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Blues have pieces in place for bright future

by Dan O'Neill / St. Louis Blues

ST. LOUIS - In the 2016 offseason, the Blues were fresh off their eighth 100-point season and their first trip to the Western Conference Final in 15 years. 

Then, the metaphorical dominoes began to fall. Starting goaltender Brian Elliott was dealt to the Calgary Flames, free agents David Backes, Troy Brouwer and Steve Ott signed with Boston, Calgary, and Detroit, respectively. Head Coach Ken Hitchcock announced that 2016-17 would be his final season.

The end of the 2015-16 season had a stronger tinge of finality than most seasons. The Blues' core was changing. It's the nature of the beast for every NHL team, but a reality that hadn't faced the Blues in several years. In his postseason media availability last week, Blues General Manager Doug Armstrong spoke to that feeling.

"I saw last year's team, quite honestly, as the ending of an era with a certain group," Armstrong explained. "Last year, when we were in this, I knew there were final words being written on a chapter and now we are on page one or two of a whole new chapter. There isn't as much finality because we only have one unrestricted free agent this year."

The 2017 postseason press conference was much more positive than one may have expected heading into the season. Armstrong even warned of the potential uncertainty prior to the start of the season.

"It's going to be an interesting case study on how quickly this group takes up leadership," he told reporters prior to the season. "Obviously you want them to pick it up as quickly as possible. We don't want to take any backwards movement in our organization. But sometimes you do expose yourself to maybe taking a half a step back to take a couple steps forward."

Video: Reflect on some of 2016-17's best moments

The idea of taking a step back, though candid and born from Armstrong's wealth of experience, rattled fans. For some, it even snowballed into the idea of the dreaded rebuild. Many Blues fans can remember with great clarity the dark days of the mid-2000s.

Armstrong, though, couldn't have predicted the amount of hurdles the Blues would eventually face during the season. Along with the roster case study came the early departure of Hitchcock and the installation of Mike Yeo. Then, four days later, promising second-year forward Robby Fabbri tore his ACL and 23 days after that, defenseman Kevin Shattenkirk was dealt to Washington. Not long after that, Paul Stastny went down with a regular season-ending lower-body injury. Finally, 22 days after Stastny's injury, Alexander Steen broke his foot in Game 1 of the Blues' first-round series with the Minnesota Wild.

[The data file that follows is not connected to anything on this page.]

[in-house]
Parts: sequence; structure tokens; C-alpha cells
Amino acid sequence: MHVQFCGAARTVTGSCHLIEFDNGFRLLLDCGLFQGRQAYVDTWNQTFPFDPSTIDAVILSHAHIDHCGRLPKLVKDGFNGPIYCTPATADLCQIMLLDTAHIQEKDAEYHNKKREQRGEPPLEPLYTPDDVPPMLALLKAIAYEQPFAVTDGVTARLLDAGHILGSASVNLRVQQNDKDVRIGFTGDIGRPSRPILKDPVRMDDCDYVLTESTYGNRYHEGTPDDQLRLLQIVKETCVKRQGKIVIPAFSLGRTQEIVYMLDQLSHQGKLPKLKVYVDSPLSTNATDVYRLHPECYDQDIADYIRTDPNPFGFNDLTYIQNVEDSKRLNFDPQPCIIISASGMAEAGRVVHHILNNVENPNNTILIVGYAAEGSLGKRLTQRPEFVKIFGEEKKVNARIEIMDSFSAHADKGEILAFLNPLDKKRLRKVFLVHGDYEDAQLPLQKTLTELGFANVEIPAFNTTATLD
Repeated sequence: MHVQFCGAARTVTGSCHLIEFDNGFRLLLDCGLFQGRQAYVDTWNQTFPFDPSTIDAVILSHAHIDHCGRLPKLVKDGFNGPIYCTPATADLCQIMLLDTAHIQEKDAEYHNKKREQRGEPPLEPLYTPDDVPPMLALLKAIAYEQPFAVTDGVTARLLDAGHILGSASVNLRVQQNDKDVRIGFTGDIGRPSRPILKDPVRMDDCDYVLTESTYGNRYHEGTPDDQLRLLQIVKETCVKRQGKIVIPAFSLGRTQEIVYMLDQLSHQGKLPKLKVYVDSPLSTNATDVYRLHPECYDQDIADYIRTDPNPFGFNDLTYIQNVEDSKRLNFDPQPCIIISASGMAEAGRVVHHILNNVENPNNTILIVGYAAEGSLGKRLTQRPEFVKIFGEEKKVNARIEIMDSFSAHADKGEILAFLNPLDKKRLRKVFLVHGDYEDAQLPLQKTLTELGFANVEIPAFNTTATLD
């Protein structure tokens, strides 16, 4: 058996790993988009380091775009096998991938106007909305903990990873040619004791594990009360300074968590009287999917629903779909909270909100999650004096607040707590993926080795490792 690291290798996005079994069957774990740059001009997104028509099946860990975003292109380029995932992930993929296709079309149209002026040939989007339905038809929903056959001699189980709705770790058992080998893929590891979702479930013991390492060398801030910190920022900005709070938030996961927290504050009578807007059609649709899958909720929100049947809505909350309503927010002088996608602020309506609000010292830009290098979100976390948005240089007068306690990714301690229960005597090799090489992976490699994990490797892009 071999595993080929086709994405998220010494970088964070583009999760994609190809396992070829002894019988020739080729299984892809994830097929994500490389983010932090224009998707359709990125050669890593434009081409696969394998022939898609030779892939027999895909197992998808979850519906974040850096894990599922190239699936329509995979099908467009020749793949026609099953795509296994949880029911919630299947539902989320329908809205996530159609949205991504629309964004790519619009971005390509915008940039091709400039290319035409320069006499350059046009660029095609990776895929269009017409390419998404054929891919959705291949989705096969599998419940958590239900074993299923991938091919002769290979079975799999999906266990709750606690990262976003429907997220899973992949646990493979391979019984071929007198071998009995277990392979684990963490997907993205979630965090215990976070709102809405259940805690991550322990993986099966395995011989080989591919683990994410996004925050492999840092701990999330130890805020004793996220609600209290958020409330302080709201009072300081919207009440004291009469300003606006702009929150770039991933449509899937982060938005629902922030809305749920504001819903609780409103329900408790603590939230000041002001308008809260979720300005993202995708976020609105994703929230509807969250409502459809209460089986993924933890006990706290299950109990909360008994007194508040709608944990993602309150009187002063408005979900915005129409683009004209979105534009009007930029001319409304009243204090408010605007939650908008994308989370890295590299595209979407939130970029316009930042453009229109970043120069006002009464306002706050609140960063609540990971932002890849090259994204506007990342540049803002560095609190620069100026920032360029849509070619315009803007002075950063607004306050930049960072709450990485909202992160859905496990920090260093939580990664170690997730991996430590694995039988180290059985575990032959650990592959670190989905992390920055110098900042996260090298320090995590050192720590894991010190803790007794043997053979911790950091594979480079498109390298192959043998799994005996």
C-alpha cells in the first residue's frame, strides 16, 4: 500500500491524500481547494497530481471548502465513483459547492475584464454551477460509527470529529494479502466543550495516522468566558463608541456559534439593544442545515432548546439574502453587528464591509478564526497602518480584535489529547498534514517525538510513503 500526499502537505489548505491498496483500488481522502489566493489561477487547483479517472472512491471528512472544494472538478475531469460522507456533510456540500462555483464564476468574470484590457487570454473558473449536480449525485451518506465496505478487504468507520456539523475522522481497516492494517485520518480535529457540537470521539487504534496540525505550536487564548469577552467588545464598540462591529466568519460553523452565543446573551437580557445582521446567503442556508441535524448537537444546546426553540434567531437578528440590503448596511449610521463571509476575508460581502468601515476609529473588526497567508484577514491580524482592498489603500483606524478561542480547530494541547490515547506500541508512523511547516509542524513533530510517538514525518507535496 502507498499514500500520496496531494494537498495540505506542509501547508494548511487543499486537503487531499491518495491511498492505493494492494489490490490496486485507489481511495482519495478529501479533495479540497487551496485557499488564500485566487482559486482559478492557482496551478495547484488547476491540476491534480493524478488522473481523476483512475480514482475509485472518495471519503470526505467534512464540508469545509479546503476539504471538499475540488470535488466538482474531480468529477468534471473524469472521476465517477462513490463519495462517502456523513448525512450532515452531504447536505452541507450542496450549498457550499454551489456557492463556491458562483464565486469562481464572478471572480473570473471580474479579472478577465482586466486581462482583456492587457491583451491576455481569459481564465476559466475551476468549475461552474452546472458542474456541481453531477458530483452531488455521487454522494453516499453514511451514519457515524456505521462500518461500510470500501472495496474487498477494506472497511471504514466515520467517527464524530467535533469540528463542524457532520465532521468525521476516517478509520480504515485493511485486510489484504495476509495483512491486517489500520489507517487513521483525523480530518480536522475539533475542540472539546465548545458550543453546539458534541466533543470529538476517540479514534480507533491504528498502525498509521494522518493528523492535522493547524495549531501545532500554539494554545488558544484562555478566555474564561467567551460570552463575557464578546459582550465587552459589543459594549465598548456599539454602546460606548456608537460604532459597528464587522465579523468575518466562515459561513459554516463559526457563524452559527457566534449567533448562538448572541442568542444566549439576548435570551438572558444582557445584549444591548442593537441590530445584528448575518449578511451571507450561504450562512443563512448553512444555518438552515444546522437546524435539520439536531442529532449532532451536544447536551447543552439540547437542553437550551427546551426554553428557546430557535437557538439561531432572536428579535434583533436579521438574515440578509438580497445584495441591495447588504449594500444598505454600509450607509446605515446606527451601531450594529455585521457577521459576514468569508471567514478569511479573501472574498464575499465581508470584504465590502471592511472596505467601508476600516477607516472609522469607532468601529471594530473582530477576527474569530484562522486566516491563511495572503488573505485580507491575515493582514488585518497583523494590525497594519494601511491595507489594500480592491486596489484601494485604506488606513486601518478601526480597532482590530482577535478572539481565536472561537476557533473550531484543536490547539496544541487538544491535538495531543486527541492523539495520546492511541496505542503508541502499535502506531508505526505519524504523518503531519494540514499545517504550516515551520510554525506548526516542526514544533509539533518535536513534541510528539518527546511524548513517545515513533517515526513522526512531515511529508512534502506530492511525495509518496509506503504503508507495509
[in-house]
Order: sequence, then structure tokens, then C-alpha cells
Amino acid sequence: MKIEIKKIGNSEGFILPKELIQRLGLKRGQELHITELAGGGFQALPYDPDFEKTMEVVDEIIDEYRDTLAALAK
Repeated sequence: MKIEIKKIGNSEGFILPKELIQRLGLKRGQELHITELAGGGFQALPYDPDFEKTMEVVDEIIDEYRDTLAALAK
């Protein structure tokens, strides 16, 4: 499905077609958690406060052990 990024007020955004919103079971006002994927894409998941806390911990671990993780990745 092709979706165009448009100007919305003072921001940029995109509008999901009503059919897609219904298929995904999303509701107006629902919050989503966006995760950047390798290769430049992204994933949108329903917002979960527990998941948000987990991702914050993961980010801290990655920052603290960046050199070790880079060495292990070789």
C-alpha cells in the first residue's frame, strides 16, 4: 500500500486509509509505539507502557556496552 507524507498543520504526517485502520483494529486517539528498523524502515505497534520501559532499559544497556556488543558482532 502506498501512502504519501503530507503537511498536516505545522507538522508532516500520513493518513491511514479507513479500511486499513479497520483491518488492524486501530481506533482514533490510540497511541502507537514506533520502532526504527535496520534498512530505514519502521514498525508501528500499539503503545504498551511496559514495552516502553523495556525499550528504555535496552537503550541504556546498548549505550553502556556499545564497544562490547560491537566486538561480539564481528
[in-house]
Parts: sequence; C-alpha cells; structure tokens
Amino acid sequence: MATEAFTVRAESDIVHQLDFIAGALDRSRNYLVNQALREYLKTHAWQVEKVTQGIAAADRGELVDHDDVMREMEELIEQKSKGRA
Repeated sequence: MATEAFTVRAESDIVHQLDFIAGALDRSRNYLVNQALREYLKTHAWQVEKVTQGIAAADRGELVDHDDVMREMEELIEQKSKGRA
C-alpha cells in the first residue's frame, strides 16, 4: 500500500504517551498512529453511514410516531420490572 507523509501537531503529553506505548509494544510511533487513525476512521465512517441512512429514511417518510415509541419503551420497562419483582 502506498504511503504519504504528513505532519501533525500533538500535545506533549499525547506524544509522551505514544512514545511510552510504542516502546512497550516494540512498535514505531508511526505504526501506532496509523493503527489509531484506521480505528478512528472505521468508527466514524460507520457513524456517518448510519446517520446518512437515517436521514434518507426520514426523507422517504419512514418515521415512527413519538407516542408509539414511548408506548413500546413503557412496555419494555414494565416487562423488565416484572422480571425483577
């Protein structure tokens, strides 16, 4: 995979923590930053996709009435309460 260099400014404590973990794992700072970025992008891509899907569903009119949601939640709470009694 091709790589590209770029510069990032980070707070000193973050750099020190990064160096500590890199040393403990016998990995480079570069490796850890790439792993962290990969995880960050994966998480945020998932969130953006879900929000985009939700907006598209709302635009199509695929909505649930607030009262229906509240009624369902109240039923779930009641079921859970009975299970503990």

Despite all the variables, the case study proved to be a success. In rare fashion, the Blues were able to reinforce their foundation instead of rebuilding it.

Today, fans should feel pretty encouraged by the state of the Blues. They qualified for the postseason for the sixth straight season. The only other teams that can make that claim are the Blackhawks, the Penguins and the Rangers.

 Vladimir Tarasenko went for 70 points for the third straight season. Jaden Schwartz collected 19 goals despite a 43-game stretch where he scored just three times. Jake Allen's incredible playoff performance assured Blues brass and fans alike that he can indeed handle the rigors of the No. 1 job. Colton Parayko and Joel Edmundson emerged as one of the League's most effective shutdown defensive pairs. In fact, Blues fans now have three guarantees in life: death, taxes and Parayko will come out of a board battle with the puck.

Looking further down the depth chart, the picture is equally bright.

The Blues were able to get an NHL assessment of players such as Ivan Barbashev, Jordan Schmaltz and Zach Sanford. Barbashev contributed 12 points in 30 games, Schmaltz had two assists in nine games, and Sanford collected five points in 13 games. All three figure to either be on the roster or on the cusp of selection come 2017 training camp.

The Chicago Wolves, led by head coach Craig Berube, saw great returns in their efforts to cultivate the Blues' young prospects. Vince Dunn, now a 20-year-old second round pick of the Blues in 2015, led all AHL rookie defensemen with 45 points, including 13 goals, in 72 games. Samuel Blais, a sixth rounder in 2014, ranked second among all AHL rookies with 26 goals. The Wolves also boasted Kenny Agostino and Wade Megan, who ranked first and fourth respectively, in regular season points. Both Agostino and Megan are on one-year deals with the Blues.

Further down the pipeline, 2016 first-round pick Tage Thompson led UConn with 32 points this season, while 2016 second-round selection Jordan Kyrou ranked sixth in the OHL overall with 94 points. On the back end, 2014 third-round pick Jake Walman led Providence College defensemen with 25 points, while he's recorded six points in 14 games as a member of the Wolves.

This summer, the Blues will continue to stockpile the talent. They own seven picks overall, including a pair of first-round selections. 

At the beginning of the season, the foundation of the franchise seemed to be exposed. But after a turbulent season, the Blues are back where they started, fresh off a significant playoff run. Only this time, the dominoes have been reset. 

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